A real spring reverb works similar to a plate reverb except that the transducer and pickup are attached to a set of coiled springs instead of a flat plate.

The springs impart a distinctive "boing-boing" quality to the reverb sound. Think retro-style Cali-surf guitar dub kind of twang.

What's it good for?

Spring reverb in music can work well on guitars and vocals but quickly add a strong dated retro feel unless you're really subtle when you mix it back in. Not used too often in modern pop or dance productions. The sound is a bit like Marmite/Bovril. Some love it, others hate it.

A brief and concise overview of spring and plate reverbs, examples included. #win

Reverb Unit Parameters & Controls:

Now, you know the most common types of reverb in music production and what they are most often used with.

So, it's time to delve a bit deeper and explore the parameters and controls used to dial up reverb in your mix...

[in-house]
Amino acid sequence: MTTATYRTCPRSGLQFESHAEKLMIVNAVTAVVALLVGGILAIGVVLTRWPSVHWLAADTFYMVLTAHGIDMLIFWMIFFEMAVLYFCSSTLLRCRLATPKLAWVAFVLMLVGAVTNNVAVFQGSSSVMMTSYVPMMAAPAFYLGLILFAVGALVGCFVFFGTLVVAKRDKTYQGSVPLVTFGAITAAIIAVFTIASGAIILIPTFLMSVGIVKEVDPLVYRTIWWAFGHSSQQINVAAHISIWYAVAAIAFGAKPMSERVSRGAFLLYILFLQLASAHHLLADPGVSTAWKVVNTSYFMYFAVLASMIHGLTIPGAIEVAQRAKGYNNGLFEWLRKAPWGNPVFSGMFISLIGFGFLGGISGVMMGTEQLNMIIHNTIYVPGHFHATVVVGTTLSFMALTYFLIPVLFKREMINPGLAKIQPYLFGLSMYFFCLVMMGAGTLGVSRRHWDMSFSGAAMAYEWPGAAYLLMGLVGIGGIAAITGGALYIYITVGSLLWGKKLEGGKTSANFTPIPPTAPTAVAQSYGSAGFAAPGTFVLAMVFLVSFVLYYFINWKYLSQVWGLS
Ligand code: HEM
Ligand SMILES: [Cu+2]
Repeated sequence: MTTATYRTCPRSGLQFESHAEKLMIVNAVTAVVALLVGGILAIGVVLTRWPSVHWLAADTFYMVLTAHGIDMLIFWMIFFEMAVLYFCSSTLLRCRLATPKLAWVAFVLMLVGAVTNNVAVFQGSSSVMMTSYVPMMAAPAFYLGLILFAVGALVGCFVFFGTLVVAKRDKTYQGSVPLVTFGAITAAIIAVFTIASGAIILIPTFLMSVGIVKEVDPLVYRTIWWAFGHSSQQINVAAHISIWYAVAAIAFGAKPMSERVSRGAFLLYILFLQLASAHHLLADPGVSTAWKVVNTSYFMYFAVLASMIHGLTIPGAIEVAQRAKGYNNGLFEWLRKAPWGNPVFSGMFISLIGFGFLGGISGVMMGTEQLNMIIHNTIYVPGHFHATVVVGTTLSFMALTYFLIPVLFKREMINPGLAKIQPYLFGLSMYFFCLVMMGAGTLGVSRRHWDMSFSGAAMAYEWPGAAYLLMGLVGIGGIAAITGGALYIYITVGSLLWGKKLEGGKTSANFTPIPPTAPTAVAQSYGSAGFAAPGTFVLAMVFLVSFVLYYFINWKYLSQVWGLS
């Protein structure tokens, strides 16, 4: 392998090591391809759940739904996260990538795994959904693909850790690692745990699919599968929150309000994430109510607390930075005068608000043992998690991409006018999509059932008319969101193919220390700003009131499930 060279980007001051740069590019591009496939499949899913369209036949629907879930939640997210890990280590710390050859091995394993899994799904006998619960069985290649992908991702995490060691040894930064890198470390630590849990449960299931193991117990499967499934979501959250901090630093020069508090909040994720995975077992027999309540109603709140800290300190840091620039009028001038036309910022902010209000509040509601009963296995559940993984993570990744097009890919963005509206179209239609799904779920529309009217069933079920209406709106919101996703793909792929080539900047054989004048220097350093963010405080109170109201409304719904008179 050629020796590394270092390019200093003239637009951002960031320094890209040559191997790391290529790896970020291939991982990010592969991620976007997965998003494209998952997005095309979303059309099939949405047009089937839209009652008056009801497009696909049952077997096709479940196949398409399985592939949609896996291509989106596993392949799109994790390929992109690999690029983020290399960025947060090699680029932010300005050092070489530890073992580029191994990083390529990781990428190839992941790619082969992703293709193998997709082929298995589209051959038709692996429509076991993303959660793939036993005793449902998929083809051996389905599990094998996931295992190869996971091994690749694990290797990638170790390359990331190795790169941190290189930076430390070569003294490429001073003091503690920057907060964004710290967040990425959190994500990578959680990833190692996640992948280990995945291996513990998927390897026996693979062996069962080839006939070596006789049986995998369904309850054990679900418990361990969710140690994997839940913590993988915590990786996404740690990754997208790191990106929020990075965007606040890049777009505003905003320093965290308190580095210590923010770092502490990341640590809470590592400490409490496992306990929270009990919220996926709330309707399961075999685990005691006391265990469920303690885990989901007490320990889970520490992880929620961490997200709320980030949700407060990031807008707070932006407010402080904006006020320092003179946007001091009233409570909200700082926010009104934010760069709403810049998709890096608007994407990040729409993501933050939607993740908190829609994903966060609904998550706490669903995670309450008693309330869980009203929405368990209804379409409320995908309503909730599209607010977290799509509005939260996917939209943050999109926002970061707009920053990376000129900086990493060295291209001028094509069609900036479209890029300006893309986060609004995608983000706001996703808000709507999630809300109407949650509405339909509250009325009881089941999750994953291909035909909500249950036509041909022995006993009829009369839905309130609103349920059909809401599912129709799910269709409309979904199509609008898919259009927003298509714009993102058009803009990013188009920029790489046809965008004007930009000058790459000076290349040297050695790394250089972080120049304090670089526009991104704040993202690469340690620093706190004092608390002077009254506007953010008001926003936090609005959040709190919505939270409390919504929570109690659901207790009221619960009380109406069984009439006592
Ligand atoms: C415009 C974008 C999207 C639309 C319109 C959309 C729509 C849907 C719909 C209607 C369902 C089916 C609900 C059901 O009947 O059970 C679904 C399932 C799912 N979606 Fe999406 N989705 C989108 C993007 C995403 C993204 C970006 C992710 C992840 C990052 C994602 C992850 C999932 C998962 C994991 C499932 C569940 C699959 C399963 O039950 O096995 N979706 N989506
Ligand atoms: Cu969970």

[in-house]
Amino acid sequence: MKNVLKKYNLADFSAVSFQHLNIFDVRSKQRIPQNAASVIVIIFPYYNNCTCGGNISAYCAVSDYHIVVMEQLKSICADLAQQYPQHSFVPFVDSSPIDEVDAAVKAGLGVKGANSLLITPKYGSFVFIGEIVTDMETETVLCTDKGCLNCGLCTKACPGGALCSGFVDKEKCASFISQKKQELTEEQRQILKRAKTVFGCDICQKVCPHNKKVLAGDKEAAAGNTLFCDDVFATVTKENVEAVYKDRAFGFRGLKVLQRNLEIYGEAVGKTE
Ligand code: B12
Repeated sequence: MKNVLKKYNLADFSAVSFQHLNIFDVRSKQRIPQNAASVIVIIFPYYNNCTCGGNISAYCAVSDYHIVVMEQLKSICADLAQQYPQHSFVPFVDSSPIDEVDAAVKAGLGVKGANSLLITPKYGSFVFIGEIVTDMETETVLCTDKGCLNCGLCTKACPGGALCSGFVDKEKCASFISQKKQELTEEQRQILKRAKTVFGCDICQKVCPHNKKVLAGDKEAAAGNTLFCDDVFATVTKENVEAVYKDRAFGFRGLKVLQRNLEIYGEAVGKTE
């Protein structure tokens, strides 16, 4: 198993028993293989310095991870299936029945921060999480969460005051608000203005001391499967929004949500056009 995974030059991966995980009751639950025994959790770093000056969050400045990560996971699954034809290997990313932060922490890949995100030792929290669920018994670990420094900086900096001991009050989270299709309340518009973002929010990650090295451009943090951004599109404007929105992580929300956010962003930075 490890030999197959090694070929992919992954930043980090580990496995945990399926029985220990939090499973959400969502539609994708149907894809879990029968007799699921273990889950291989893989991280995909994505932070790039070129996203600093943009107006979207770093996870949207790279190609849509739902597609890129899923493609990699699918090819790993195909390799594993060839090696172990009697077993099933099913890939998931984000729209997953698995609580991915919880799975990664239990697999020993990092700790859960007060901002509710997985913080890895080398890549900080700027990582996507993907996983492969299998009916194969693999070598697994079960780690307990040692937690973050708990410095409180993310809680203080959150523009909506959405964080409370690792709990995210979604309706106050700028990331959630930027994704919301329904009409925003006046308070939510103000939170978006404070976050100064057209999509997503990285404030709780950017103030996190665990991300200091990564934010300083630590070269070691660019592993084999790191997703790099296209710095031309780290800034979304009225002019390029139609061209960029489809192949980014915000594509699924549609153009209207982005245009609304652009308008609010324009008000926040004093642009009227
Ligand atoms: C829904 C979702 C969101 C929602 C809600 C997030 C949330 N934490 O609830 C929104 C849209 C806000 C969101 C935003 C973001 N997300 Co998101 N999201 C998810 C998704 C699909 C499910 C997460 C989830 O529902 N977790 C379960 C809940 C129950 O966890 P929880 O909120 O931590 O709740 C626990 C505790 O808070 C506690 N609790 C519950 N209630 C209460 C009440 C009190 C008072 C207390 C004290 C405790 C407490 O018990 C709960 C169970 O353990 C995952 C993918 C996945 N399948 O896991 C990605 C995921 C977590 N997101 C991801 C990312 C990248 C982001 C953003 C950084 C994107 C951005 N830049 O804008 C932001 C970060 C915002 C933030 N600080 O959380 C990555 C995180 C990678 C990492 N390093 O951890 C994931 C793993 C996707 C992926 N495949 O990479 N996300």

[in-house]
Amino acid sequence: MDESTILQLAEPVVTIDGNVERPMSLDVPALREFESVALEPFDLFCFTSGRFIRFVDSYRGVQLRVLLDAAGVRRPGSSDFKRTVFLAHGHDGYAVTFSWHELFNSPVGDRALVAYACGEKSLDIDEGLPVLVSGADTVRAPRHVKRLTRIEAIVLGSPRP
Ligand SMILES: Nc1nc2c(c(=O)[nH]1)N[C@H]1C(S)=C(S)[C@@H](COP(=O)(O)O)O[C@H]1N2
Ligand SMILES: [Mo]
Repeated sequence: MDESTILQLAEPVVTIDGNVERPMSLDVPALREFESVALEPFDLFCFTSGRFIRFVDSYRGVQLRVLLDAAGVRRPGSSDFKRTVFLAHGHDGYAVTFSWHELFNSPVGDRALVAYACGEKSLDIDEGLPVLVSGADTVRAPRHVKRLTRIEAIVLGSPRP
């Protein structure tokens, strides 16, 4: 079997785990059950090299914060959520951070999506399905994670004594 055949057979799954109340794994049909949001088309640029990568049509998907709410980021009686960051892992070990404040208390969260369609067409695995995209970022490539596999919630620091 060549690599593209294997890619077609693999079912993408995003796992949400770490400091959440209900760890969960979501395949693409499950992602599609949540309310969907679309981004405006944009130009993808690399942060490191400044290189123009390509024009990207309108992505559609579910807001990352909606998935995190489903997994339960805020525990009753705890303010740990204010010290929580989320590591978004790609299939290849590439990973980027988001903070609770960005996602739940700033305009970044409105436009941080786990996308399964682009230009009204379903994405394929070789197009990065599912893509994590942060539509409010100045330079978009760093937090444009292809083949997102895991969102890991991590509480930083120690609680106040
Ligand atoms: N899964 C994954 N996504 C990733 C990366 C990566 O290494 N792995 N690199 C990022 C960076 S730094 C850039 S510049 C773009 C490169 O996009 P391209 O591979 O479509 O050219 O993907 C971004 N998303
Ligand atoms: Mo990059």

Reverb Mix:

This button allows you to adjust the ratio between your original dry audio signal and your wet reverb output signal to create a blend that works in your track. Can also be labeled Wet/Dry.

Reverb Time/Decay/RT60:

The time it takes for reflections to decay 60 dB in level at 1kHz. This control allows you to adjust the length of your reverb tail.

In most cases it's referred to as reverb time.

Reverb Size:

Refers to length of your longest room dimension. Longer = Bigger Room = Bigger Reverb!

Reverb Width:

How wide or narrow your reverb sound is spread out in the stereo field.


The time between the direct sound and the first reflection.

Early Reflections:

This reverb control allows you to set the level of the initial group of reflections.

Reverb Density:

Sets the amount of reflections and how these reflections are spread out in time to control how dense the reverb sounds.

Reverb Diffusion:

Allows you to change the way the reflections sound as they decay in terms of clarity, brightness and color.

Reverb Damping:

This allows you to shorten the decay time of certain specific frequencies.  This can help you set the tone of your wet reverb.